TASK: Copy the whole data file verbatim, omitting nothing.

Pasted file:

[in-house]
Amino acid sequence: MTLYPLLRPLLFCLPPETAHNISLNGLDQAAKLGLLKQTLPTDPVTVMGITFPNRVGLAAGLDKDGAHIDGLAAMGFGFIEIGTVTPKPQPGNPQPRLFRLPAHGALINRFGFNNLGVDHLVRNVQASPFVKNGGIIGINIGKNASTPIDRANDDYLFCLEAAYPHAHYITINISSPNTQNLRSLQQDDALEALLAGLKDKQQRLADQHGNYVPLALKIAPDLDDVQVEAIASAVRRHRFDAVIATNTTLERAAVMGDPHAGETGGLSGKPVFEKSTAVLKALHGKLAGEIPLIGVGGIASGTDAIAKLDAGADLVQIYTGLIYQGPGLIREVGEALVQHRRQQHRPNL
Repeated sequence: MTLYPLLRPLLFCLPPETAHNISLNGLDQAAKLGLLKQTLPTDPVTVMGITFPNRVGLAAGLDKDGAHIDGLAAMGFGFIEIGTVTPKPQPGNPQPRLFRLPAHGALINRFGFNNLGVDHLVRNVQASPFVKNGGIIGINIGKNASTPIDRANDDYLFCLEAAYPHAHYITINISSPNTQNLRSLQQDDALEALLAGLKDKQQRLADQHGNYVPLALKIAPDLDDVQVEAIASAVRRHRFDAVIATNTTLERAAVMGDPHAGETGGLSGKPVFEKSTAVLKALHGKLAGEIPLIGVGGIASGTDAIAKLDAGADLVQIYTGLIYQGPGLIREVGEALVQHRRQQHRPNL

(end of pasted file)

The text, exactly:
[in-house]
Amino acid sequence: MTLYPLLRPLLFCLPPETAHNISLNGLDQAAKLGLLKQTLPTDPVTVMGITFPNRVGLAAGLDKDGAHIDGLAAMGFGFIEIGTVTPKPQPGNPQPRLFRLPAHGALINRFGFNNLGVDHLVRNVQASPFVKNGGIIGINIGKNASTPIDRANDDYLFCLEAAYPHAHYITINISSPNTQNLRSLQQDDALEALLAGLKDKQQRLADQHGNYVPLALKIAPDLDDVQVEAIASAVRRHRFDAVIATNTTLERAAVMGDPHAGETGGLSGKPVFEKSTAVLKALHGKLAGEIPLIGVGGIASGTDAIAKLDAGADLVQIYTGLIYQGPGLIREVGEALVQHRRQQHRPNL
Repeated sequence: MTLYPLLRPLLFCLPPETAHNISLNGLDQAAKLGLLKQTLPTDPVTVMGITFPNRVGLAAGLDKDGAHIDGLAAMGFGFIEIGTVTPKPQPGNPQPRLFRLPAHGALINRFGFNNLGVDHLVRNVQASPFVKNGGIIGINIGKNASTPIDRANDDYLFCLEAAYPHAHYITINISSPNTQNLRSLQQDDALEALLAGLKDKQQRLADQHGNYVPLALKIAPDLDDVQVEAIASAVRRHRFDAVIATNTTLERAAVMGDPHAGETGGLSGKPVFEKSTAVLKALHGKLAGEIPLIGVGGIASGTDAIAKLDAGADLVQIYTGLIYQGPGLIREVGEALVQHRRQQHRPNL